ravens

Ravens, because of their intelligence, are seen as sacred birds, and often as agents of prophecy. Being carrion eaters, they are also associated with death, war, and the goddesses of death and battle; gathering over the battlefields, where they would feed on the flesh of the fallen warriors. Seeing a raven or a crow before going into a battle gave a sense of foreboding and meant that the army would be defeated. In medieval times, the raven stood for virility and was used as an emblem by raiding Viking warriors in Europe. In Norse mythology, the god Odin used two ravens named Hugin and Munin ('Thought' and 'Memory'), to fly the world each day in order to inform him of what was happening. In Christian tradition ravens were believed to have special taste for criminals, and to enjoy plucking out the eyes of sinners. They were thus thought of as carriers the souls of the damned and as companions of the Satan.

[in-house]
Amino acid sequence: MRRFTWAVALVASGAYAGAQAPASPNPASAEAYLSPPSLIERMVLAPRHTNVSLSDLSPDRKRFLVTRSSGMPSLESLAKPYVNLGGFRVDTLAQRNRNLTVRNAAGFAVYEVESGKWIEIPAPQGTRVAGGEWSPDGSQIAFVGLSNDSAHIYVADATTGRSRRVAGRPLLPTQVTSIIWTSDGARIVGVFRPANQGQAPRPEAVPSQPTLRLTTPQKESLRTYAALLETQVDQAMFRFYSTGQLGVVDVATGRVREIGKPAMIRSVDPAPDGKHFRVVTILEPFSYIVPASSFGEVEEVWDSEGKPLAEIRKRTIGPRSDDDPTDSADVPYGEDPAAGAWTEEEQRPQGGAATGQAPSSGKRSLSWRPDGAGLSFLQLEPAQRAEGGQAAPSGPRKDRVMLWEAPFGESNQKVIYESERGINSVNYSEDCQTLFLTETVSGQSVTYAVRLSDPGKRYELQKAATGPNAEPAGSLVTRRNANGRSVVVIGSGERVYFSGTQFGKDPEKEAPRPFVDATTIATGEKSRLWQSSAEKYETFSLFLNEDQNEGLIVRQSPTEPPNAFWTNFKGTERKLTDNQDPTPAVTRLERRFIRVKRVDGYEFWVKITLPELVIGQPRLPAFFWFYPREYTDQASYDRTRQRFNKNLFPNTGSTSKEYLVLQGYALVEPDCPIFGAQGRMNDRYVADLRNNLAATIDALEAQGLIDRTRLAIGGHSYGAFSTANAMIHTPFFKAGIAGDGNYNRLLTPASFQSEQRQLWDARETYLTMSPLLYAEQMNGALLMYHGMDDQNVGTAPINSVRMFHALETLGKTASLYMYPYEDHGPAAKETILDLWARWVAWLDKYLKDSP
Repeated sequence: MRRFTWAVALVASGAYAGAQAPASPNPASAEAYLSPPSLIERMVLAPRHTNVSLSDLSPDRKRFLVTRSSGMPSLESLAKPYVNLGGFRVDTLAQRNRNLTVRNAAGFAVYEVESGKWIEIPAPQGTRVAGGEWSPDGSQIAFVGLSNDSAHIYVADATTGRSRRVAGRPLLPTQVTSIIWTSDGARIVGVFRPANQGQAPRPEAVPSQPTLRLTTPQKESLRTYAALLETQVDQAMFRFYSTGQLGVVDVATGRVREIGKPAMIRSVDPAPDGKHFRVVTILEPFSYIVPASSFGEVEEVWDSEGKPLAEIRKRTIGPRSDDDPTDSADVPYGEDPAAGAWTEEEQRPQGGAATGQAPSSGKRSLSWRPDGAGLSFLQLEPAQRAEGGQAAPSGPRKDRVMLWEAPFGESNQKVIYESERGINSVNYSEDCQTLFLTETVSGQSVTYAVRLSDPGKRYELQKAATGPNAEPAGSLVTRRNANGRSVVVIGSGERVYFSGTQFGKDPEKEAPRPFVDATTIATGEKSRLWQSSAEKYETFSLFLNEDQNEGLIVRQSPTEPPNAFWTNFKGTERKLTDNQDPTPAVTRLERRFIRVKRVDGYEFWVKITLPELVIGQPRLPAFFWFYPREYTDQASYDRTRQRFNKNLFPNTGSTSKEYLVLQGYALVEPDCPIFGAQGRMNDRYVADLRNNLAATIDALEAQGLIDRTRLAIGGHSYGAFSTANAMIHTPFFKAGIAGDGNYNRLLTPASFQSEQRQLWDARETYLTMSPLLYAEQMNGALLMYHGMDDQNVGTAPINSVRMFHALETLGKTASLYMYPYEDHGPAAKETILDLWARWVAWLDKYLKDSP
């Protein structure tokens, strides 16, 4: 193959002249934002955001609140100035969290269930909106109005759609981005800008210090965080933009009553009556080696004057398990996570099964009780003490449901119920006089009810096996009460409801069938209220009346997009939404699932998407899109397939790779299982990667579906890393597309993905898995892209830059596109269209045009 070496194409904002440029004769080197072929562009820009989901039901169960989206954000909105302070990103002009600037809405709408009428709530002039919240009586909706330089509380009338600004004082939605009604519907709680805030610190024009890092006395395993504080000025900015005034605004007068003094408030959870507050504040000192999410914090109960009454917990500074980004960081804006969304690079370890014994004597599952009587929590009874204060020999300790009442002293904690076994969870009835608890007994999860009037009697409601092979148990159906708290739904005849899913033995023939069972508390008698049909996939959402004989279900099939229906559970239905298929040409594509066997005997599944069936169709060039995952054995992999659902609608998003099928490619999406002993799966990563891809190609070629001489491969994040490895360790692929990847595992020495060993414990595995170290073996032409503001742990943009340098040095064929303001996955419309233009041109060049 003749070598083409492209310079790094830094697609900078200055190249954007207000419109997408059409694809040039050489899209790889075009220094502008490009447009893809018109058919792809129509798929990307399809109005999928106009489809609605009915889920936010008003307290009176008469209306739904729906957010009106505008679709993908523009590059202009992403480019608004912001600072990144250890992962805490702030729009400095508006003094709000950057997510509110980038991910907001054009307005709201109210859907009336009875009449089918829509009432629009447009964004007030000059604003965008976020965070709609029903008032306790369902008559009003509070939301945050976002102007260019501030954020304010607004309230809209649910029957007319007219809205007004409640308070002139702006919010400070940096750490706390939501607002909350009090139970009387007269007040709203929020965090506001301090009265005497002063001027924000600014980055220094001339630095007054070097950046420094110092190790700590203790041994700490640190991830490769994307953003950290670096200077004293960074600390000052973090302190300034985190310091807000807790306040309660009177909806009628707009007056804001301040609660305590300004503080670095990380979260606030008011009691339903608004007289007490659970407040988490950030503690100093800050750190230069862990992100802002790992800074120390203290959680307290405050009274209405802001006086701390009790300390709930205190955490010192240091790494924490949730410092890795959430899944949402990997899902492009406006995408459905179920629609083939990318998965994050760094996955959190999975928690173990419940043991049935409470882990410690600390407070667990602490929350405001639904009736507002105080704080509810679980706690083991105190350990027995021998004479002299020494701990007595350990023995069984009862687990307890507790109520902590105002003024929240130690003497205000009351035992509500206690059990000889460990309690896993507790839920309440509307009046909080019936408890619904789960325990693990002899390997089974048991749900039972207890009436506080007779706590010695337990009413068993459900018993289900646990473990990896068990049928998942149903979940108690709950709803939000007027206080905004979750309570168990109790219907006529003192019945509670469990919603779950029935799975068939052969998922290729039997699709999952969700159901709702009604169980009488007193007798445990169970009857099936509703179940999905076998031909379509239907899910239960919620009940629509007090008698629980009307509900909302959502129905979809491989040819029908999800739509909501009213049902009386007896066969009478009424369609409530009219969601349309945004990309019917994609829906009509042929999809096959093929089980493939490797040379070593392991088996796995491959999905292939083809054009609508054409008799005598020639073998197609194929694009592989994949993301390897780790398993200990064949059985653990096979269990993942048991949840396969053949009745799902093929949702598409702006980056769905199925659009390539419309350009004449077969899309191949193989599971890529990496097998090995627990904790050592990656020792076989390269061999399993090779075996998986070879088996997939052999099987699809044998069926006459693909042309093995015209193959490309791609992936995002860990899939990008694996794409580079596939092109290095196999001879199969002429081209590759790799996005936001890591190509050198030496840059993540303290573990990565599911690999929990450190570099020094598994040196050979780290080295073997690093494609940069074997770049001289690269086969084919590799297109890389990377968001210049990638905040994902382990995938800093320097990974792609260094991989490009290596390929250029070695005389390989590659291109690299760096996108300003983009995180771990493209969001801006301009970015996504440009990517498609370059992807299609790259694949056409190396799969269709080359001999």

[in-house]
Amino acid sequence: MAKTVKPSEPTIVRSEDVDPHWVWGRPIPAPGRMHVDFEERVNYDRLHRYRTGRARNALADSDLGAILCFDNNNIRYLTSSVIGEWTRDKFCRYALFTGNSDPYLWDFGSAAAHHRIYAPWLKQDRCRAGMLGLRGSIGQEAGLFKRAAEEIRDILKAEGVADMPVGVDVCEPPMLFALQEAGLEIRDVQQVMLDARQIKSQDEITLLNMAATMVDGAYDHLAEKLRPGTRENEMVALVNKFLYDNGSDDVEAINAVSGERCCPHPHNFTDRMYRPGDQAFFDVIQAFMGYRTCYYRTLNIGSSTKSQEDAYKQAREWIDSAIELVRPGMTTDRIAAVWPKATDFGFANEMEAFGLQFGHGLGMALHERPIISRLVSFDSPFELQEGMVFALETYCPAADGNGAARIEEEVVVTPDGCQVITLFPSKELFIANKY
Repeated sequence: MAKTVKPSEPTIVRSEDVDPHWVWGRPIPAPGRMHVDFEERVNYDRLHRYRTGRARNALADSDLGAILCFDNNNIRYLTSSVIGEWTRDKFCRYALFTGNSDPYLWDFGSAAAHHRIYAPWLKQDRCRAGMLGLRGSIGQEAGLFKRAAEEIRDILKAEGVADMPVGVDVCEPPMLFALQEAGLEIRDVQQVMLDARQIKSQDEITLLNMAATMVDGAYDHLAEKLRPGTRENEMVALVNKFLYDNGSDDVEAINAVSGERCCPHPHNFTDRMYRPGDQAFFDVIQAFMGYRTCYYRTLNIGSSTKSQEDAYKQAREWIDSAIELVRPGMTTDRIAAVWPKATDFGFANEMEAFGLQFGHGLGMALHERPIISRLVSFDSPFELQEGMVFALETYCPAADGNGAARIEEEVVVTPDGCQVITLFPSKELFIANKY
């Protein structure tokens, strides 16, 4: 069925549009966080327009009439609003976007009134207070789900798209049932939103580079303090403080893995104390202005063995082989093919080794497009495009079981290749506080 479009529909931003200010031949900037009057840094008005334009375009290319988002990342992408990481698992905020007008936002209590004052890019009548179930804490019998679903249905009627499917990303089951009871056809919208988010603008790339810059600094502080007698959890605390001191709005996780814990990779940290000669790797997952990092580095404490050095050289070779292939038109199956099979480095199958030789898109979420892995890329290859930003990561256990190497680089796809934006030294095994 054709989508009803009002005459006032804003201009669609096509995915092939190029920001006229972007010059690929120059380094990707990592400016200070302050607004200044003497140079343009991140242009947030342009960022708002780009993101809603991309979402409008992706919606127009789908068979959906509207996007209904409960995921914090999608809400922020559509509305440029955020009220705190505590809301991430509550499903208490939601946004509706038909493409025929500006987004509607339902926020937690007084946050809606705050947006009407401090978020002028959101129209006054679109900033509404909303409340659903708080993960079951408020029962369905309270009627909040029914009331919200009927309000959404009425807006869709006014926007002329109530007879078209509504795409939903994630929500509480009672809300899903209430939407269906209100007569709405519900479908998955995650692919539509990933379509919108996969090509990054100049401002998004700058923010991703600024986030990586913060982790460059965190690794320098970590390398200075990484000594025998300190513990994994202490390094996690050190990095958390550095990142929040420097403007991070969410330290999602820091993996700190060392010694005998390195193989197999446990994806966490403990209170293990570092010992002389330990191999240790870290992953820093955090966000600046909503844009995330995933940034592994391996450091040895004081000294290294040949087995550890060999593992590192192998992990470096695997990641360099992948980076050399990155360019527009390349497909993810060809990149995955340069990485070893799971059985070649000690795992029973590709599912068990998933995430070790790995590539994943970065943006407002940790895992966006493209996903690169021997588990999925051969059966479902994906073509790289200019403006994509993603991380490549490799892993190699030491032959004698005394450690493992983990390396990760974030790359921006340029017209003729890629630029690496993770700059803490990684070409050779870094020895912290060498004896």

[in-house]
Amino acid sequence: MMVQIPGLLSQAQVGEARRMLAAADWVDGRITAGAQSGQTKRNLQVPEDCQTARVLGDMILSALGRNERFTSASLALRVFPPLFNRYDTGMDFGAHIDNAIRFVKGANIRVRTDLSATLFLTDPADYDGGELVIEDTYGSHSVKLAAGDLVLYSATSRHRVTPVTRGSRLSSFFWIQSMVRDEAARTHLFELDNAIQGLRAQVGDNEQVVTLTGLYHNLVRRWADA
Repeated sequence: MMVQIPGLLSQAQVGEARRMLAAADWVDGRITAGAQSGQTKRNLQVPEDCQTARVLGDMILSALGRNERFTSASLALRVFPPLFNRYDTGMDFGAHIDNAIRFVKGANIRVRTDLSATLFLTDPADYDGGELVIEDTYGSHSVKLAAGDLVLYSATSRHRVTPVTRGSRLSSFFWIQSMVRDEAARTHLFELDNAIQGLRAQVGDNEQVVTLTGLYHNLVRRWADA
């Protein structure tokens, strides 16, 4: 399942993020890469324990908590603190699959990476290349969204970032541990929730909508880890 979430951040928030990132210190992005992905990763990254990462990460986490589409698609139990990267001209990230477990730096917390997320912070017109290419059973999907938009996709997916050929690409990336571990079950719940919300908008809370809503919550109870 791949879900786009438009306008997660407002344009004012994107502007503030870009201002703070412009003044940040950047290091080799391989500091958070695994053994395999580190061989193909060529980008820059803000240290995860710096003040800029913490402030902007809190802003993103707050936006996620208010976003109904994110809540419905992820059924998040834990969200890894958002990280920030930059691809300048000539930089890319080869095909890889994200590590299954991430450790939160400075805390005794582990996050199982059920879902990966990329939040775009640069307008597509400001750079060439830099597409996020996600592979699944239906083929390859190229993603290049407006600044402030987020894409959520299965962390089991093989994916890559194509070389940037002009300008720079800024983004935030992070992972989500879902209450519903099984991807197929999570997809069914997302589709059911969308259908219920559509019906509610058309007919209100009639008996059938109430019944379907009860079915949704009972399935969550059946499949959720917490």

Stokesay Castle with the two giants with white borders

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Stokesay Castle with the two giants and the last dragon

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Stokesay Castle customised for birthday or anniversary gifts

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Stokesay Castle and the monster raven

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Brown Clee lay lines

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Brown Clee lay lines (black border)

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Stiperstones Wild Edric on his wild hunt over the devils chair

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